Upland sandpiper. Bald eagle. American bittern. Northern pintail. Northern saw-whet owl. House sparrows. Oh, all of the house sparrows.
These are all birds I have seen relatively close to my house in downtown Montpelier. If you’re a birder, too, you may be thinking: Berlin airport? Berlin Pond? Maybe in Waterbury?
Nope, downtown Montpelier, on public land. I’ve seen or heard all of these birds within walking distance, in some of our many amazing city parks. We have a dozen. Go ahead, see if you can name them. Take your time. Did you get them all?
I have been visiting each of our parks over the past few years on an almost weekly basis. Every day at 6 a.m., I receive an email from a computer program I wrote. It tells me which parks or other areas of note in the city have been birded on that week of the year (in any year) or on that date. The list of parks that haven’t been birded helps me plan my morning walks. I don’t get to visit all of them (I work), but I normally get to visit at least a couple.
If I had dogs, I might walk them to the parks. But instead of a leash, I carry binoculars. I spend a few minutes at each park, counting the finches and the crows. I submit my observations to eBird.org, contributing to a better understanding of bird populations in the area over time. This doesn’t just help science; it’s helped me. I’ve grown to know our parks in all seasons. I become more rooted, more aware of small changes, more accepting of large ones.
I love this practice. I encourage you to visit each of the parks, too. So, here is a list of them, with a small note for each.
You know this one. Did you know that the conservation committee recently helped shepherd an expansion in the back, with a few acres of rare hemlock swamp? Have you seen the barred owl, which normally lives near the accessible path in the middle?
Summer Street Park
Just down the road from Hubbard is a small green that looks almost like someone’s yard. It isn’t. Two years ago, downy woodpeckers reared some very noisy youngsters in one of the maples. They call incessantly in spring.
Mill Pond Park
I often bird this one from the bridge over the river, where a great blue heron stands beneath the falls late into the fall. They sometimes look like Bernie Sanders, hunched over and grumpy.
This is a giant hole in the ground, with a walkway across that was previously used to turn around train cars on the tracks near the Hunger Mountain Co-op. It is also an excellent spot to find American redstarts, which often breed next to the river, or pine grosbeaks, which get drunk on the crabapple trees on Stone Cutters Way.
Confluence River Park
The city plans to continue improving this park by channeling hundreds of thousands of dollars into it, while the high embankment both shuts us off from the water and contributes to a channelized river that is faster and more prone to flooding. My favorite of birds I’ve seen here is a peregrine falcon, flying low over the river. Not seen recently? Beavers, who mitigate floods through their sustainable daming efforts.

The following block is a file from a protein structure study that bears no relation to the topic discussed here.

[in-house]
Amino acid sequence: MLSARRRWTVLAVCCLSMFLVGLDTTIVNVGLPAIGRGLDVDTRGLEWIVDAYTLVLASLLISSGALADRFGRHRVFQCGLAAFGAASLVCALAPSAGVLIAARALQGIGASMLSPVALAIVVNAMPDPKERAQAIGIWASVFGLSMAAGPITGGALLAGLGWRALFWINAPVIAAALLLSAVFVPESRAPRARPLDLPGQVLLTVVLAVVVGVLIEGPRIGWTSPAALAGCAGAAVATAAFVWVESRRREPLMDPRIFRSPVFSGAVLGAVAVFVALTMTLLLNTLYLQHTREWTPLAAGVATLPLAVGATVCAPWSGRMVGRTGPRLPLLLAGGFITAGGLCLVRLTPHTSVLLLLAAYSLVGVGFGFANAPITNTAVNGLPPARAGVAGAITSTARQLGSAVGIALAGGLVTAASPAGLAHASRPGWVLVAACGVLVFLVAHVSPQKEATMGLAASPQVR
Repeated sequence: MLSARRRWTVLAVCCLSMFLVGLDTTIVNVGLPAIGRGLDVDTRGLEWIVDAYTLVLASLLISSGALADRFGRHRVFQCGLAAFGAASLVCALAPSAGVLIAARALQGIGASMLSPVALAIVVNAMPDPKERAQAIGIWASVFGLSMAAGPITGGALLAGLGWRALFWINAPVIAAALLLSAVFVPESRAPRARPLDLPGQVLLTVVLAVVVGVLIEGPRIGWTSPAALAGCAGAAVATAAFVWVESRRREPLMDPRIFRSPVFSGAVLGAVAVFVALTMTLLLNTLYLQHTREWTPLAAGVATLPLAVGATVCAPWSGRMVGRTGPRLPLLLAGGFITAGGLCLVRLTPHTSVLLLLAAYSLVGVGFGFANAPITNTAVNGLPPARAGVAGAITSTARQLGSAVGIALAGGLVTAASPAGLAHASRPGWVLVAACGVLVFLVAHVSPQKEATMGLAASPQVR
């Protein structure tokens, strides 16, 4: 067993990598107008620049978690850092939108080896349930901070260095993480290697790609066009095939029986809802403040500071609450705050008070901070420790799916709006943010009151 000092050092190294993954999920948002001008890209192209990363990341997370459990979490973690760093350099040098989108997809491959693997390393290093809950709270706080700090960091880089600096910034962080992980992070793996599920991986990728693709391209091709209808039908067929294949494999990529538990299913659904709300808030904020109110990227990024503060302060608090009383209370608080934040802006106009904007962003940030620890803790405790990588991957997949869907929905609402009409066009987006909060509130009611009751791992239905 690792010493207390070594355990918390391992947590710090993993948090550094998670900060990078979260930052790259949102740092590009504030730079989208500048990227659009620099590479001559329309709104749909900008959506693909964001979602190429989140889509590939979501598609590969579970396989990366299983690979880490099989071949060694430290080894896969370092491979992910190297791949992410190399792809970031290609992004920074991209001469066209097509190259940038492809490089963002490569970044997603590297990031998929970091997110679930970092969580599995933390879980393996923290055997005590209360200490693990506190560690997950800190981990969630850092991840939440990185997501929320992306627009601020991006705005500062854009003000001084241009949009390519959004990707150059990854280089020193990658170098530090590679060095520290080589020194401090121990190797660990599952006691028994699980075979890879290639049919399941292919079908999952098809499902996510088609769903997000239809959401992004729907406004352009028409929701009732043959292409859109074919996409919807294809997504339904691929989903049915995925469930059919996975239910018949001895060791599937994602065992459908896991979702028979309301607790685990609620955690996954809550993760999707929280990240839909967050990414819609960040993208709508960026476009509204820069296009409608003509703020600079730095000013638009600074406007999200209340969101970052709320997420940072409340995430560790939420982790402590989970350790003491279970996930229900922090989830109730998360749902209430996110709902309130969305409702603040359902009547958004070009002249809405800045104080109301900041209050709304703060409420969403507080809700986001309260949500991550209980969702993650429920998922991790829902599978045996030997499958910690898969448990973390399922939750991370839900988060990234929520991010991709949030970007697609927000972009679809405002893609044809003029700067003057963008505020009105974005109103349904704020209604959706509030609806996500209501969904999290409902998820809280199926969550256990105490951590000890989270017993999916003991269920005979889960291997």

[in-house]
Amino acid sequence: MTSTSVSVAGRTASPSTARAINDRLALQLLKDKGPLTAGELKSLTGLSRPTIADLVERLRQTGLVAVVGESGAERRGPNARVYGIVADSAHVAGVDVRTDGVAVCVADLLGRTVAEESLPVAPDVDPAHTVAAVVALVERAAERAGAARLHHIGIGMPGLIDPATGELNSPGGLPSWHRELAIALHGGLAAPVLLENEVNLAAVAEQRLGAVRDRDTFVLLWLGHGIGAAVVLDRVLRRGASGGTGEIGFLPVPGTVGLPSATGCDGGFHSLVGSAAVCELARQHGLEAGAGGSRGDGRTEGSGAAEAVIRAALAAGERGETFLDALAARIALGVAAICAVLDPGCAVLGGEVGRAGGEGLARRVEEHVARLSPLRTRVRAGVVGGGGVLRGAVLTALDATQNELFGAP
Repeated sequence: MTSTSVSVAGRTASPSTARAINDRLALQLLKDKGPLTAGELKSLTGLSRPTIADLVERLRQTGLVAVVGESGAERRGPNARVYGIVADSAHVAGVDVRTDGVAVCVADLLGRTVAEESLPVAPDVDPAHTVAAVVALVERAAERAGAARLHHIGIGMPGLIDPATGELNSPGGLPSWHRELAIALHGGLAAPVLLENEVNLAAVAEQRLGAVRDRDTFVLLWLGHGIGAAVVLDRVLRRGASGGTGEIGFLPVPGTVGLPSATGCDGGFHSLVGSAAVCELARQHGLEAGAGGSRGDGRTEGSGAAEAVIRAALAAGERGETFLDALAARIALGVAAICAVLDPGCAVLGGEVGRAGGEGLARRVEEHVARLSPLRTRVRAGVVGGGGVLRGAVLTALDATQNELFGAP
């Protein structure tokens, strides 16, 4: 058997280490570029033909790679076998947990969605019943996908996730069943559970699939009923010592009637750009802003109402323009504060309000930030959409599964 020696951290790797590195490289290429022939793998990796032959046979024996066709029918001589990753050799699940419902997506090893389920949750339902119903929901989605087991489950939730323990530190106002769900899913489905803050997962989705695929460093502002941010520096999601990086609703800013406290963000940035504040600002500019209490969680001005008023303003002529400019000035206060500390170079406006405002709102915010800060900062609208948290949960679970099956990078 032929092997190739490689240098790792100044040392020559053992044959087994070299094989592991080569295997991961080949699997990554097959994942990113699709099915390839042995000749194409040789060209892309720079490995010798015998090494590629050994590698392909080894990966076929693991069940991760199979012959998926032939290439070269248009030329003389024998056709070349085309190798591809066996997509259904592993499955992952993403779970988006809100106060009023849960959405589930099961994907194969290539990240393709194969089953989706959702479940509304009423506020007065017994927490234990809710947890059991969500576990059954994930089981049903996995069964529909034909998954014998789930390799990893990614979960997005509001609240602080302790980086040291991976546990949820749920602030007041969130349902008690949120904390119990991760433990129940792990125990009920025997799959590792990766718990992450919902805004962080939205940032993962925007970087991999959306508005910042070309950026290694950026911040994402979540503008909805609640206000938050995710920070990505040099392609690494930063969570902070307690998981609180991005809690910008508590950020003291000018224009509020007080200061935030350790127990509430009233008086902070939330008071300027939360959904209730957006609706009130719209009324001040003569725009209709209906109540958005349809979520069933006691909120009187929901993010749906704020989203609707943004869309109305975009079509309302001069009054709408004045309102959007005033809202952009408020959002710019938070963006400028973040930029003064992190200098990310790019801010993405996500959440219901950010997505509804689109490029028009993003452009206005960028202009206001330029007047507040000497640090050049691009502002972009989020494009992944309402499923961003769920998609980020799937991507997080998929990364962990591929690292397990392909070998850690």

This park, on the bike path near the highway, was sorely damaged by the July floods, but it’s still a nice place to look across the river. Look for robins as they continue to migrate through.
If there are two of you, one could wave across the river from Peace Park to Gateway Park. It’s a bit hard to hear birds over the sound of the highway, but otter and fox tracks are occasionally visible in the snow here.
Elm Court Park
If you know where this park is, congratulations. It’s the most neglected and underfunded in Montpelier, but it is a good place to sit and look at the former deli and wonder if it will ever reopen. Birds of note: Rock dove.
North Branch River Park
One of our larger parks, it features excellent trails for walking or skiing — if you don’t mind jumping to the side when bikers inevitably come through. If the Nature Center hadn’t cornered the market on naturalists, I suspect that this park would have a higher species count because of the more varied ecosystems represented. Currently, the counts on eBird stand at NBNC with 170 species and North Branch River Park at 113.
Yes, this is a Montpelier city park, even though it’s across the river and high on the hill, on a side street off of Berlin Street. Many long trails exist through the back fields and woods. If you’re looking for a quiet park, this is better than Hubbard. Great for forest birds such as ovenbirds.
The best park (I’m biased because I live next to it). Look for the ubiquitous Carolina wren and count the pigeons on St. Augustine’s.
The soccer field across from the synagogue is not meant only for kids! This park has a great amount of diversity, especially on the back hillside. Look for warbler swarms in the spring and autumn, as they migrate through.
Twelve parks. Did you miss any in your count earlier? If so, I’d suggest checking them out. You can learn more about these parks on the Montpelier City website, or about their inhabitants on ebird and iNaturalist. Let me know what you see!
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